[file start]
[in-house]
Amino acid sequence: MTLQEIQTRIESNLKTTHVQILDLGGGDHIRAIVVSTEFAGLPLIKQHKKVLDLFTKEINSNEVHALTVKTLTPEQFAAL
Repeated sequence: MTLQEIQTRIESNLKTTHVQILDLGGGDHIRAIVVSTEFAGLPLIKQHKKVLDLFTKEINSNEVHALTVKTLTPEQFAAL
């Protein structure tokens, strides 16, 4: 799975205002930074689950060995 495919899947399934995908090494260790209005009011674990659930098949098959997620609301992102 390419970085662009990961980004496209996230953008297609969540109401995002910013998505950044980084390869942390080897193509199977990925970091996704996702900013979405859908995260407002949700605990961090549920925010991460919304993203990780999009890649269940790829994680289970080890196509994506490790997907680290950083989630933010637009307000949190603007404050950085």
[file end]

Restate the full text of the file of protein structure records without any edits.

[in-house]
Amino acid sequence: MTLQEIQTRIESNLKTTHVQILDLGGGDHIRAIVVSTEFAGLPLIKQHKKVLDLFTKEINSNEVHALTVKTLTPEQFAAL
Repeated sequence: MTLQEIQTRIESNLKTTHVQILDLGGGDHIRAIVVSTEFAGLPLIKQHKKVLDLFTKEINSNEVHALTVKTLTPEQFAAL
């Protein structure tokens, strides 16, 4: 799975205002930074689950060995 495919899947399934995908090494260790209005009011674990659930098949098959997620609301992102 390419970085662009990961980004496209996230953008297609969540109401995002910013998505950044980084390869942390080897193509199977990925970091996704996702900013979405859908995260407002949700605990961090549920925010991460919304993203990780999009890649269940790829994680289970080890196509994506490790997907680290950083989630933010637009307000949190603007404050950085």